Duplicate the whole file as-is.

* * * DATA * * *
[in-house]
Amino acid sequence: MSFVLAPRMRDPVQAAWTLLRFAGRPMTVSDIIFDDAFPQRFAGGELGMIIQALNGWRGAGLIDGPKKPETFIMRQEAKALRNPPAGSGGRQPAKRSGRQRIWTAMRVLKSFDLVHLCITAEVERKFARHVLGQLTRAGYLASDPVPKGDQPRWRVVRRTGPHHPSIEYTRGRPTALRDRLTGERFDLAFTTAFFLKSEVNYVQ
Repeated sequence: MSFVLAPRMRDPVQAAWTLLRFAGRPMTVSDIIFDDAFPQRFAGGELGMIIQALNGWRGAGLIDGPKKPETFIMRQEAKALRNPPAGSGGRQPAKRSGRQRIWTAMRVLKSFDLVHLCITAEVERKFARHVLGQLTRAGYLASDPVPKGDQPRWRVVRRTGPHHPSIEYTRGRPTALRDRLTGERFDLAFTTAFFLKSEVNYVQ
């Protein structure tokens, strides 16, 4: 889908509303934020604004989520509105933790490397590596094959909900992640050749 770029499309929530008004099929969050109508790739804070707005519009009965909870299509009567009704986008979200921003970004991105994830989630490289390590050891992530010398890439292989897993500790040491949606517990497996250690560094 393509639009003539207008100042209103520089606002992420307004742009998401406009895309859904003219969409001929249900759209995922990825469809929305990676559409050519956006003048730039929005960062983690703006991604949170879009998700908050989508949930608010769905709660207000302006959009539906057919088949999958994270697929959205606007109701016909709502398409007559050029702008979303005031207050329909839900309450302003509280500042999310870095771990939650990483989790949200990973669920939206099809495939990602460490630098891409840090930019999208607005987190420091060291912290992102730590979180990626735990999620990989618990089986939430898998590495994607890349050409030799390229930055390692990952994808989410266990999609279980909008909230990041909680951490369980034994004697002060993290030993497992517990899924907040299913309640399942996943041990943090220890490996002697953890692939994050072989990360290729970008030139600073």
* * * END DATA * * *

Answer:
[in-house]
Amino acid sequence: MSFVLAPRMRDPVQAAWTLLRFAGRPMTVSDIIFDDAFPQRFAGGELGMIIQALNGWRGAGLIDGPKKPETFIMRQEAKALRNPPAGSGGRQPAKRSGRQRIWTAMRVLKSFDLVHLCITAEVERKFARHVLGQLTRAGYLASDPVPKGDQPRWRVVRRTGPHHPSIEYTRGRPTALRDRLTGERFDLAFTTAFFLKSEVNYVQ
Repeated sequence: MSFVLAPRMRDPVQAAWTLLRFAGRPMTVSDIIFDDAFPQRFAGGELGMIIQALNGWRGAGLIDGPKKPETFIMRQEAKALRNPPAGSGGRQPAKRSGRQRIWTAMRVLKSFDLVHLCITAEVERKFARHVLGQLTRAGYLASDPVPKGDQPRWRVVRRTGPHHPSIEYTRGRPTALRDRLTGERFDLAFTTAFFLKSEVNYVQ
């Protein structure tokens, strides 16, 4: 889908509303934020604004989520509105933790490397590596094959909900992640050749 770029499309929530008004099929969050109508790739804070707005519009009965909870299509009567009704986008979200921003970004991105994830989630490289390590050891992530010398890439292989897993500790040491949606517990497996250690560094 393509639009003539207008100042209103520089606002992420307004742009998401406009895309859904003219969409001929249900759209995922990825469809929305990676559409050519956006003048730039929005960062983690703006991604949170879009998700908050989508949930608010769905709660207000302006959009539906057919088949999958994270697929959205606007109701016909709502398409007559050029702008979303005031207050329909839900309450302003509280500042999310870095771990939650990483989790949200990973669920939206099809495939990602460490630098891409840090930019999208607005987190420091060291912290992102730590979180990626735990999620990989618990089986939430898998590495994607890349050409030799390229930055390692990952994808989410266990999609279980909008909230990041909680951490369980034994004697002060993290030993497992517990899924907040299913309640399942996943041990943090220890490996002697953890692939994050072989990360290729970008030139600073």